Howbeit in malice be ye children, but in understanding be men; you are commanded indeed in something to be like little children, Matthew 28:3, but it is not to be understood with relation to knowledge and understanding, but with reference to innocence and malice, which is opposite to it; ye ought to study to be men in understanding, though with respect to innocence ye ought to be as little children.
In the law it is written: by the law here is meant the Old Testament, (as in many other texts, John 10:34; John 15:25), so called (as some think) in opposition to the words of the scribes. The words following are quoted out of Isaiah 28:11,Isaiah 28:12; For with stammering lips and another tongue will he speak to this people. To whom he said: This is the rest wherewith ye may cause the weary to rest; and this is the refreshing: yet they would not hear. But there is nothing more ordinary, than for the penmen of the Scriptures of the New Testament to quote passages out of the Old, keeping not so much to the words as to the sense; nor quoting them all, but so many of them as serve for their purposes. The words in the prophet are a threatening, that because God had brought the Jews into Canaan, and promised them rest there, upon their obedience to his commandments, and they would not hear, he would now take another course with them, speaking to them with men of stammering lips, and of another language; meaning the Chaldeans and Babylonians, with whom in captivity they conversed afterwards for seventy years. The sense is much the same (as some think); for they that speak to others in and with strange tongues, are like those that stammer at others, which looks more like a mocking them than an instructing them. Others make the gift of tongues, under the New Testament, to be within the prophecy of Isaiah; as if the prophet’s words contained both a threatening, to speak to the Israelites with the strange tongues of the Chaldeans; and a promise under the gospel, to speak to them with the tongues of the apostles and others, tuned to various tunes, as men of several nations could understand. Others make this the sense, as if the prophet complained, that the people were so mad, that they regarded no more God speaking to them, than they would have regarded one chattering with a strange tongue. And they think, the apostle checks them for being so ambitious of speaking with strange tongues, whenas their being so spoken to was by the prophet threatened as a judgment upon them.
And yet they will not hear me, nor hearken to and obey me.
Wherefore tongues are for a sign, &c.; that is, an eminent product of Divine providence for the confirmation of the truth of the doctrine of the gospel; signifying that the doctrine which was so delivered in every nation’s language, must be from heaven, from whence the first ministers must have their power so to speak; yet, doubtless, they were not only for a sign, being also a means, by which the knowledge of the gospel was conveyed unto those who could not have understood what the apostles and first ministers of the gospel said, had they not spoken to them in the language of the hearers. When he saith,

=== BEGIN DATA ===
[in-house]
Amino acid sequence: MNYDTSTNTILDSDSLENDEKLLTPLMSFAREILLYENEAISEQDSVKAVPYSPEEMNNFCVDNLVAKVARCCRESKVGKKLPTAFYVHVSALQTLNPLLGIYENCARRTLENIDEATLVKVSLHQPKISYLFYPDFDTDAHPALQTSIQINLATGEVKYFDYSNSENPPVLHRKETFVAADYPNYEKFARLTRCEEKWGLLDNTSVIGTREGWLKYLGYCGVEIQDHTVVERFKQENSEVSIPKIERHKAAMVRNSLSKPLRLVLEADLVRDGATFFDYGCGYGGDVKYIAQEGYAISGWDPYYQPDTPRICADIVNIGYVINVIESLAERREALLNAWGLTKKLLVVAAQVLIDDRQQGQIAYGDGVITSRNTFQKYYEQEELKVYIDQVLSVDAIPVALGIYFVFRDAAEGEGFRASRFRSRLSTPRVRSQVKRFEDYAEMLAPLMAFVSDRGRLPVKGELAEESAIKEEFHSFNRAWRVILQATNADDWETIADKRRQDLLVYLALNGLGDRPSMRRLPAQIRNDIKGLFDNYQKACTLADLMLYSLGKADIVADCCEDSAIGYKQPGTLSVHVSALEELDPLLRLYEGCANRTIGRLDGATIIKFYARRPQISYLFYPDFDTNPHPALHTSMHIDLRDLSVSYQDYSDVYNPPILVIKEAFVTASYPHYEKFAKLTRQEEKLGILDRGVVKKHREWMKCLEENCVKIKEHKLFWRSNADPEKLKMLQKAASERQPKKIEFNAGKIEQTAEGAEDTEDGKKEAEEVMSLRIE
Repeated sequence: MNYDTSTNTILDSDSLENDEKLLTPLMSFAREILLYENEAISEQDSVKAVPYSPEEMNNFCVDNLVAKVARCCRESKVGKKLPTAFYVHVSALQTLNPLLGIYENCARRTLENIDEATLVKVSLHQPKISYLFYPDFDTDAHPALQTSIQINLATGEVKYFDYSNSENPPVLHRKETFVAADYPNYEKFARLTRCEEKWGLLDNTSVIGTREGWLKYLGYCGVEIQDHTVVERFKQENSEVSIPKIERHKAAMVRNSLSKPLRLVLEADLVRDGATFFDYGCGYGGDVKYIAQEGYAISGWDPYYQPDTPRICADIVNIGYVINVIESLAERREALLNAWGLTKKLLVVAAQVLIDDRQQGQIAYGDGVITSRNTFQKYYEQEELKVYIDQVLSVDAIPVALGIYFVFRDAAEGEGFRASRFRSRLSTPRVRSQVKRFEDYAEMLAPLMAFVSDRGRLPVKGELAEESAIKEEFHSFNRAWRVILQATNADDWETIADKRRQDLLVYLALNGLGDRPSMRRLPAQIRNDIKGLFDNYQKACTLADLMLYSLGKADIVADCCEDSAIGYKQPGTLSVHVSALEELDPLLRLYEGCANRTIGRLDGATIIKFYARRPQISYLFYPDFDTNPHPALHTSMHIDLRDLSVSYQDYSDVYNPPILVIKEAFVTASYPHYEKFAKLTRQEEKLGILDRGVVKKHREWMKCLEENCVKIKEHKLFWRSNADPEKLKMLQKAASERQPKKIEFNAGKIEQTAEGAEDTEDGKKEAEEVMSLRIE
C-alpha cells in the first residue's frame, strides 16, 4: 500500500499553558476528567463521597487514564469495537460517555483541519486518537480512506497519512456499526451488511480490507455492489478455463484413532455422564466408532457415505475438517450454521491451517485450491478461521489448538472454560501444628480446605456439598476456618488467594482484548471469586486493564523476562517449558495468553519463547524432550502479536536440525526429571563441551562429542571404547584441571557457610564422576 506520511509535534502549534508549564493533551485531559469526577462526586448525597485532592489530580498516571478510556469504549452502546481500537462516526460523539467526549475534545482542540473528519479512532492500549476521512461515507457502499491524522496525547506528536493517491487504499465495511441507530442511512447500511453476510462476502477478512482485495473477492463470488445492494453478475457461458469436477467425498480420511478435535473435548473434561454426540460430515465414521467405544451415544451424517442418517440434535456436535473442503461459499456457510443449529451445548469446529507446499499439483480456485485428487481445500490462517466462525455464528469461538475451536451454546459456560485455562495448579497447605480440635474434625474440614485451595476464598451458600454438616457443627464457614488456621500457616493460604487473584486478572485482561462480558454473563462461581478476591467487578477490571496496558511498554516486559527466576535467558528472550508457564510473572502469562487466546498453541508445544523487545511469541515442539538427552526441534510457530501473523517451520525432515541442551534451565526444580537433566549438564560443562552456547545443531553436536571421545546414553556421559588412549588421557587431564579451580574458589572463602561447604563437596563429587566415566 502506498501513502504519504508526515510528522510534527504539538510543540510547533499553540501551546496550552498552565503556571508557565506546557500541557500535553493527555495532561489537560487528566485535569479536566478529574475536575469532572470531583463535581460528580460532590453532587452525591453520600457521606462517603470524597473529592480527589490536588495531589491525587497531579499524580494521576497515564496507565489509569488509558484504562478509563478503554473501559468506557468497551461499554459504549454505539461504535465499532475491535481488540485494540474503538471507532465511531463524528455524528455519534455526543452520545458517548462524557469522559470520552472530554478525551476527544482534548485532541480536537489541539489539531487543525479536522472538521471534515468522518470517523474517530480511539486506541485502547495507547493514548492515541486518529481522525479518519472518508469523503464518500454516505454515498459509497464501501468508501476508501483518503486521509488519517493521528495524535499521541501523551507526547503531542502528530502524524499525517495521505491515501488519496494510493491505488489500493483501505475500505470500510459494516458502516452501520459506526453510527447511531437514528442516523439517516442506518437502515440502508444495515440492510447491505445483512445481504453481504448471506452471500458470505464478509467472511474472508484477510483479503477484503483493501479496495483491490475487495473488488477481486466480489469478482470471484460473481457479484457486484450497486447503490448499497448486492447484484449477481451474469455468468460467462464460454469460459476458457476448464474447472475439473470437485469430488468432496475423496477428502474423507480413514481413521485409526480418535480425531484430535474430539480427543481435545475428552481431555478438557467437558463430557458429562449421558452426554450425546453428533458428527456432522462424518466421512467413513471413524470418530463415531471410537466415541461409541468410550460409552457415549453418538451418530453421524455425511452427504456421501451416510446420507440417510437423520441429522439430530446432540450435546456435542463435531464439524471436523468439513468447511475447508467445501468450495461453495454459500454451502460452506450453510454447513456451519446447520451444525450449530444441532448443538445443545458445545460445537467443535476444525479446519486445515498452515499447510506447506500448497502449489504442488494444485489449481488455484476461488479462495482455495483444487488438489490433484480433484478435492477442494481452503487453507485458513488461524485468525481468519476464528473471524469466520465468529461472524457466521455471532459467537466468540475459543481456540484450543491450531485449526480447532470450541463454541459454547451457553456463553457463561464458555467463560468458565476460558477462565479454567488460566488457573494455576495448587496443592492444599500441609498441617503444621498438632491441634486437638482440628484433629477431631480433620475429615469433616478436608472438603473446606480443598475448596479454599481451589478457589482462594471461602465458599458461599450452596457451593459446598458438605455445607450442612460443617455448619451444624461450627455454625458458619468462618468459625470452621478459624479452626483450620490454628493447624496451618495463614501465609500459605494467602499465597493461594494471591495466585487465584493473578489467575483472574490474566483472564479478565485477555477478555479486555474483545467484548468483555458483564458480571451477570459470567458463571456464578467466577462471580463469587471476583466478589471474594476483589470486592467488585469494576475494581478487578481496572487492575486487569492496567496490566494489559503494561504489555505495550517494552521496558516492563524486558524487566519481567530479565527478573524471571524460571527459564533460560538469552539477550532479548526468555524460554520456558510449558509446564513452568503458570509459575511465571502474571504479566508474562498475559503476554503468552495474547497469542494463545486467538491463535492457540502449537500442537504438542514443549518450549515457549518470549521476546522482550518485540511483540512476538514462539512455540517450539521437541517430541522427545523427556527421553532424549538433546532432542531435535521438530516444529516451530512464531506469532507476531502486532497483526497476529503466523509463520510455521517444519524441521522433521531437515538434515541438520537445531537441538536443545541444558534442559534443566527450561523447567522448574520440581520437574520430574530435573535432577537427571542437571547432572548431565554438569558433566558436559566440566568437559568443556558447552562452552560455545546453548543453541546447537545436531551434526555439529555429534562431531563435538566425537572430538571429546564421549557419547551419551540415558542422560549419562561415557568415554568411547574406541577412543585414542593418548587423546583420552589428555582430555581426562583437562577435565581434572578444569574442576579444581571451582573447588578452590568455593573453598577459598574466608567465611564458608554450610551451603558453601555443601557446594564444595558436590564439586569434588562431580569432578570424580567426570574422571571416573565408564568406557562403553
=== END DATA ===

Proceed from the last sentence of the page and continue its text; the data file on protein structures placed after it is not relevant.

prophesying serveth not for them that believe not, the meaning is, not only for them that believe not; for prophesying is certainly of use to them that believe not, for their conversion, as well as
for them that believe, for their edification.
Be come together into one place; the phrase signifieth to one place, or for one and the same work; the first seemeth to be meant here by what followeth.
And all speak with tongues: some think that the apostle here, by all speaking with tongues, understands all, or many of them, confusedly talking together; and indeed that is an error we shall find the apostle afterward reflecting upon them for; but here I do not think it is intended, but only, many of you, one after another, because of what the apostle speaketh of prophesying, 1 Corinthians 14:24. For if all prophesied in that sense, talking at the same time together confusedly, and unbelievers came in and heard, they would also, instead of being convinced, say they were mad.
And there come in those that are unlearned, or unbelievers; those that are heathens, or that did not understand the language you discoursed in.
Will they not say that ye are mad? Would they not say you were men that had lost the use of your reason, to talk to men in a language you yourselves knew they understood nothing of?